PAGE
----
Today's lunch with ACTA negotiators was informal, and it was set up in a way that surprised all who attended. There were no presentations, Q&A, or structured conversations. Instead, the room was set up with a bunch of small tables that seated 5 or 6 people each, and everyone walked around and mingled. Almost none of the negotiators who I talked to had business cards. There wasn't really an opportunity to take notes or record anyone.

Jamie Love (KEI), Malini Aisoloa (KEI), Alberto Cerda(KEI), Peter Maybarduk (Public Citizen), Sherwin Siy (Public Knowledge), Rohit Malpani (Oxfam), Meredith Jacob (American Univeristy, PIJIP) and I were the civil society attendees. There were approximately 30 ACTA negotiators from various countries. All negotiators seemed to share the sense that progress was being made, yet it was coming along very slowly.

Four Korean negotiators were at a table together, and Hyeyoon Choi, Assistant Director, Copyright Division, DG of Copyright Policy spoke with us more than the others. In general, they said that the conversations so far had centered around copyright issues. Conversations about the scope of what would be included in ACTA had not yet taken place. They understand some people are concerned about access to medicines, but the way they see it, patents are out of the border section so there's no more issue there. They didn't seem to agree that trademark issues or third party liability could threaten access to medicines. When asked what Korean civil society was pushing for, the answer was quite different than what we expected. There has been some pressure in Korea for the inclusion of 'morality on the internet' provisions following a string a scandals in Korea involving celebrity suicides linked to gossipy internet slander.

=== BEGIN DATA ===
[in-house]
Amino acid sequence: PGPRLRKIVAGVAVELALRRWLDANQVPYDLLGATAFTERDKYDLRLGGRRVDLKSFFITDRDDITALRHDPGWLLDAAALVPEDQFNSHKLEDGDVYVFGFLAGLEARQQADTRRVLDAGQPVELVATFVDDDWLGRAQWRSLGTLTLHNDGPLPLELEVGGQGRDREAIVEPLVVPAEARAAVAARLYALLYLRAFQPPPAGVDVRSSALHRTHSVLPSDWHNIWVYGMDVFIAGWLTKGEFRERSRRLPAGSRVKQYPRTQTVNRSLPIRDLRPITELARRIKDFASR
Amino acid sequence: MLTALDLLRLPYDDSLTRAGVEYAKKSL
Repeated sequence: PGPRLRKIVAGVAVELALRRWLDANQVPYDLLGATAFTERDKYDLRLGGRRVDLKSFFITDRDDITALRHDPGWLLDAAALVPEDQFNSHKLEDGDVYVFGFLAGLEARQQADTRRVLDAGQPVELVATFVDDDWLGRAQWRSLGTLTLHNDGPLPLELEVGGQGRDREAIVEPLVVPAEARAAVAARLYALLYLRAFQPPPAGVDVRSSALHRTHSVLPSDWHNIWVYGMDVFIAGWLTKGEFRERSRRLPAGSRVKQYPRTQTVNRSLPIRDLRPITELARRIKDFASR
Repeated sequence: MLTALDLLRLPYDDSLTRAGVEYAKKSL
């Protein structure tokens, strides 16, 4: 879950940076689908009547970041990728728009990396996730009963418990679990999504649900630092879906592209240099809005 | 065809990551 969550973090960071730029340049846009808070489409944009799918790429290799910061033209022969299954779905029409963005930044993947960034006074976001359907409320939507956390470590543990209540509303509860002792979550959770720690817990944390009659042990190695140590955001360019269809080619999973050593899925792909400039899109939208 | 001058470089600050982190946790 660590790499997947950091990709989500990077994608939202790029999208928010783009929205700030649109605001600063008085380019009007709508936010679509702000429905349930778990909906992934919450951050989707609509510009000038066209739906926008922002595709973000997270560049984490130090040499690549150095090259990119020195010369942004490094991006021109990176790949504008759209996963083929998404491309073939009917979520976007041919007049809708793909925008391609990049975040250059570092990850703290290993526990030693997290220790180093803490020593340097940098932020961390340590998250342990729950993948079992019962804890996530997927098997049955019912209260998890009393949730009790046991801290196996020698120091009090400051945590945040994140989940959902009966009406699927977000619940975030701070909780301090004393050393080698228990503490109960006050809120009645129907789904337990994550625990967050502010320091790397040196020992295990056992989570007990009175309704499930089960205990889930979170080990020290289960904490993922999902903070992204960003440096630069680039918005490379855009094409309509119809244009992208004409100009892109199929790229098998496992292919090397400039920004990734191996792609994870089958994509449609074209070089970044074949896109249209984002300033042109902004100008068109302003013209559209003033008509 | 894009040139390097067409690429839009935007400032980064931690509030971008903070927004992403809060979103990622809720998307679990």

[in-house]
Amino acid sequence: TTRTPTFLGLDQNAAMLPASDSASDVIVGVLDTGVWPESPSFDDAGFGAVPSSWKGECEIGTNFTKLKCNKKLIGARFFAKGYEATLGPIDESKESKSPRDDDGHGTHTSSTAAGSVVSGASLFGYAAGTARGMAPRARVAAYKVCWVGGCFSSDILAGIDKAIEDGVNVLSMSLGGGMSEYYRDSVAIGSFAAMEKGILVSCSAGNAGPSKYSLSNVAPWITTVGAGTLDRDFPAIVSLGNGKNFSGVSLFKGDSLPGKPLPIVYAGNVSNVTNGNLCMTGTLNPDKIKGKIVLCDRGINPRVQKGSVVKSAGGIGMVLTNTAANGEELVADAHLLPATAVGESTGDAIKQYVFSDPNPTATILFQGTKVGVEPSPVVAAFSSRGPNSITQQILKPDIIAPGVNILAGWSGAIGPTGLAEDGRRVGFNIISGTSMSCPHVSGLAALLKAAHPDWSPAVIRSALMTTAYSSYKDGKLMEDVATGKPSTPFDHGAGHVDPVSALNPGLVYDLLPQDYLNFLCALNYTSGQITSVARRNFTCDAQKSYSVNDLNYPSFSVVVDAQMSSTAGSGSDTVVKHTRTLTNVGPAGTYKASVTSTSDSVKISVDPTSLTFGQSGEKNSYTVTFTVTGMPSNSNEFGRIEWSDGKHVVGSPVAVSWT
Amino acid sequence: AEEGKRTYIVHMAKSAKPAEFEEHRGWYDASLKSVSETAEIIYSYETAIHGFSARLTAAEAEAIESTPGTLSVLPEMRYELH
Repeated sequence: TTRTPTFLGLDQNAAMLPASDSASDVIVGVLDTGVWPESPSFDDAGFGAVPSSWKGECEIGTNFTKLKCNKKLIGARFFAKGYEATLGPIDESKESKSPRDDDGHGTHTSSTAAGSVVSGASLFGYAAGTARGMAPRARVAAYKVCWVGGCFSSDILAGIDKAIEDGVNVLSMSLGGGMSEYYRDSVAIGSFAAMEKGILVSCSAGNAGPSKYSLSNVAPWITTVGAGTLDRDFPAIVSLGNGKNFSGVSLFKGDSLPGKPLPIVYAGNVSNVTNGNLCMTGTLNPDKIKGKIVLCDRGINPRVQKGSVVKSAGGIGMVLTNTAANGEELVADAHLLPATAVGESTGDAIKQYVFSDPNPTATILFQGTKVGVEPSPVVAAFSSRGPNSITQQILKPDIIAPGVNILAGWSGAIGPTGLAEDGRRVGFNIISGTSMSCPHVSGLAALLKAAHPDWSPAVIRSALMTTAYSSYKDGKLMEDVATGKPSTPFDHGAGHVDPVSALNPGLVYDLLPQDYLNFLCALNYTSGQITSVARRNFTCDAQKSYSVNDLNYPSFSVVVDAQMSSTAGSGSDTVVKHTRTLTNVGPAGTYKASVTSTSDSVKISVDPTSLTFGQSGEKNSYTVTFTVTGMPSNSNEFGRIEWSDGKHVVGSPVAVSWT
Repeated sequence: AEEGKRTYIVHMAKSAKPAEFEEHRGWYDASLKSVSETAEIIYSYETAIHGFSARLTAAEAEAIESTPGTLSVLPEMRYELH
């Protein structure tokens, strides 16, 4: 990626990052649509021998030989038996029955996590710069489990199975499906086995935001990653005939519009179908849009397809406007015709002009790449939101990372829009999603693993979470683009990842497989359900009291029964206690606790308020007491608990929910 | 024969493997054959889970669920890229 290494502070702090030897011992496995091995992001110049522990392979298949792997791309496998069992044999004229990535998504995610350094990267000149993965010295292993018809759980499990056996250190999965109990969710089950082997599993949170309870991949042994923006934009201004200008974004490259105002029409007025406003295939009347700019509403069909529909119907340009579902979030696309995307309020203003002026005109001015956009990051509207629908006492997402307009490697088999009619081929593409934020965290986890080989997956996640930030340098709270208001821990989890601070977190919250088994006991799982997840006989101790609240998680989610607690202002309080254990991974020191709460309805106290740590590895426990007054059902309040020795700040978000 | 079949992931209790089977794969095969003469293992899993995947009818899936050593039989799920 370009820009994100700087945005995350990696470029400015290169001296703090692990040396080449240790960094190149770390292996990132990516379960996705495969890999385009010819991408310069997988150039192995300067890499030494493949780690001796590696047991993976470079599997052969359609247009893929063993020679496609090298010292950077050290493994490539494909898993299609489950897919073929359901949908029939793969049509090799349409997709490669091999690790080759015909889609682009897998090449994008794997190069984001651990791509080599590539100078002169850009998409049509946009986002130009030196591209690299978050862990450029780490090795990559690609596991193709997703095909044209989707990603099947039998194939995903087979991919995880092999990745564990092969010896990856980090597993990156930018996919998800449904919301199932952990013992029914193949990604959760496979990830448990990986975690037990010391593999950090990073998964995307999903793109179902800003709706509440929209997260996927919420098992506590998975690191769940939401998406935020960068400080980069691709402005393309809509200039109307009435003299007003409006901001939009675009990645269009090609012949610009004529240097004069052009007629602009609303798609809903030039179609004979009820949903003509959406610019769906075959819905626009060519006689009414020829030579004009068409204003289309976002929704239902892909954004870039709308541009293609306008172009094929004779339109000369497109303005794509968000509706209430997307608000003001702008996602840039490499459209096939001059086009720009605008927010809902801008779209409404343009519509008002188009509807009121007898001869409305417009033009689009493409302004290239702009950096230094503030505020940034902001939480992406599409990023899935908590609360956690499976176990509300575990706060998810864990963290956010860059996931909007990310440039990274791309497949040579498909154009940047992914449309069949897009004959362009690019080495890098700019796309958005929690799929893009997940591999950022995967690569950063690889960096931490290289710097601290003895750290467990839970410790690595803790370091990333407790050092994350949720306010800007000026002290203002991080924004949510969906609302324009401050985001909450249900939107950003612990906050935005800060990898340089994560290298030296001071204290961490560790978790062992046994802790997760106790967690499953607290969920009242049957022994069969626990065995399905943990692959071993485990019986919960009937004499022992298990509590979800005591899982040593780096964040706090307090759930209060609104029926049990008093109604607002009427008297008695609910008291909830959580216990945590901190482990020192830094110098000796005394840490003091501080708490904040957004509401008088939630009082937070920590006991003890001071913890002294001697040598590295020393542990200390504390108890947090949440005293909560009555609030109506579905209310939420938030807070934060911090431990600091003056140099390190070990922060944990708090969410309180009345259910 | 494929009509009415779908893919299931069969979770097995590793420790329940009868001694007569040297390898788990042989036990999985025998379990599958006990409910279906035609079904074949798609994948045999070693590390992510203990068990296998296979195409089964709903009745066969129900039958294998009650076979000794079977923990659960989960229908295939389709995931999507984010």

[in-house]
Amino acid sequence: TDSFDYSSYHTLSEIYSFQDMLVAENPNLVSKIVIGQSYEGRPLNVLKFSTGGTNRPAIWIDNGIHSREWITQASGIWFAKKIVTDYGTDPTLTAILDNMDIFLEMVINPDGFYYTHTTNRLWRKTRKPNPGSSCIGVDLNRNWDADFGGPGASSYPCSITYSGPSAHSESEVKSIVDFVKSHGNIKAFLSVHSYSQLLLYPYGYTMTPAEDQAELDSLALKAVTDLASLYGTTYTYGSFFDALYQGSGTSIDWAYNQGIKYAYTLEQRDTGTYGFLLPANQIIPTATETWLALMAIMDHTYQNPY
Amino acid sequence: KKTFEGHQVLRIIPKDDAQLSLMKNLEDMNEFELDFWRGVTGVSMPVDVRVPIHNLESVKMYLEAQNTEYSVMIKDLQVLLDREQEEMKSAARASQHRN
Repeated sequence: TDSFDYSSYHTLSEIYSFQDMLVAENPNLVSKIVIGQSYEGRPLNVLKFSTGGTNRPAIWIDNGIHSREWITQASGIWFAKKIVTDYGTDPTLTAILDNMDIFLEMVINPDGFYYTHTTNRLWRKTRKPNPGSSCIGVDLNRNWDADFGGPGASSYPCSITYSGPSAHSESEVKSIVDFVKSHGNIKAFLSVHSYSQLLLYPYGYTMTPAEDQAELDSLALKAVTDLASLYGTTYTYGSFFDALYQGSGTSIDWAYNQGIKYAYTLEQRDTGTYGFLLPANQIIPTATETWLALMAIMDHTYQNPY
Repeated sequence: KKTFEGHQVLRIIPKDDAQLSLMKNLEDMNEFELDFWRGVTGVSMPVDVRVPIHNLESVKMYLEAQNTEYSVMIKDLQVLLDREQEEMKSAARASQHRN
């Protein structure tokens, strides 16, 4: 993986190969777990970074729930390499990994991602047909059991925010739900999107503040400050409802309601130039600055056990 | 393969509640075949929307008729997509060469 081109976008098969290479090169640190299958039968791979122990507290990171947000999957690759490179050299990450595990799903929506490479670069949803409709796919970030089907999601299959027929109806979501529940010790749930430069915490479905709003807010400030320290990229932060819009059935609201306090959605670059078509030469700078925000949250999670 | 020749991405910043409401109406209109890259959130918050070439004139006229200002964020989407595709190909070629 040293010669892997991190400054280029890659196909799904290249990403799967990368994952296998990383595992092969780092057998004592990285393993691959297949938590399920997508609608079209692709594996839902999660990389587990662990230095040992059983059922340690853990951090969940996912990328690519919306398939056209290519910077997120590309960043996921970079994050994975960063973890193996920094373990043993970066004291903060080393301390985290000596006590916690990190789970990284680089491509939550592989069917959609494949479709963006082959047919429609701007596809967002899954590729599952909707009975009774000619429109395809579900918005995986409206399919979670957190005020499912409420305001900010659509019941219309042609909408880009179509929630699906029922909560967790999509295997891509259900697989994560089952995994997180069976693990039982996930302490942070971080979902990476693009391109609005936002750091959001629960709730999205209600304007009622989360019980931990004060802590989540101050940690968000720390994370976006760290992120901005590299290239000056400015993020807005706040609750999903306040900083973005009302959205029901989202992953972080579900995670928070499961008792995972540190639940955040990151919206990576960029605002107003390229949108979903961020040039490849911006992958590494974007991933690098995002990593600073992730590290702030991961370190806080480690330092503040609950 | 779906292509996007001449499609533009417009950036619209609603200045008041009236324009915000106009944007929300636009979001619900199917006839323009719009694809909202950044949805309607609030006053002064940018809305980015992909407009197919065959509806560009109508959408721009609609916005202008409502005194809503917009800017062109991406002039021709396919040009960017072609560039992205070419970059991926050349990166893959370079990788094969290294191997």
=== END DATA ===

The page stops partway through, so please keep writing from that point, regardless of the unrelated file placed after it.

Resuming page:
George Mina from the Australian negotiation, and Benoit Lory and Luc Devigne from the EU, were at a table together. They said that the scope of IP in ACTA had come up in conversations, although in a somewhat indirect manner. They all said that a decision will be made about whether or not to release the text publicly at the end of the week, but said that (personally, not officially) they didn't see why the text shouldn't be released if it's just going to be leaked anyway.

Luc Devigne (Head EU Negotiator) is gung ho that patents will be in. He thinks that medicines have been addressed and therefore medicines are not an issue. He asked more than once how you could have an 'IP Enforcement' treaty and not include patents - and dismissed suggestions that ACTA was specifically an 'Anti-Counterfeiting' treaty rather than a broader enforcement treaty. George Mina said the Australian government's position was that patents should out of the agreement entirely.

Mina amenable to the idea that more safeguards ought to be inserted into the text. Devigne was not opposed to this either, but the Mina was seemed more open to it.

Kira Alvarez (lead USTR negotiator) said she will come and speak at an open, publicized, webcast event at American Unviersity Washington College of Law. She will need to figure out the specifics of her schedule, but she will do the event.

Stan McCoy (USTR) said that the main aim of the meeting is to slowly go through the text, and trying to iron out as many brackets as possible. They want to figure out what are the differences that negotiators feel strongly about, and which might be more easily resolved. They want to have something less bracketed that negotiators can take back to their home countries before the next round.

All of the negotiators I talked to said that there was no date set for the next round in Japan. They said that this issue would be discussed on Friday. Someone told another that the next round will be the week of September 27.

Filed Under: acta, copyright, intellectual property, negotiators


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  1. icon
    Niall (profile), 19 Aug 2010 @ 2:09pm

    Re:

    My three-year old Canon already does this. I'd imagine you shouldn't be able to patent/copywrong the idea, merely the execution.

    Really, under some of the ideas you see in ACTA, from IP maximalists, and from what the USPTO(?) lets through, Edison would have 'patented' the 'glass' lightbulb and now we'd not only have not have low-energy bulbs, but a typical incandescent bulb (from the Edison-owned company) would cost $15.99 and last 100 hours only.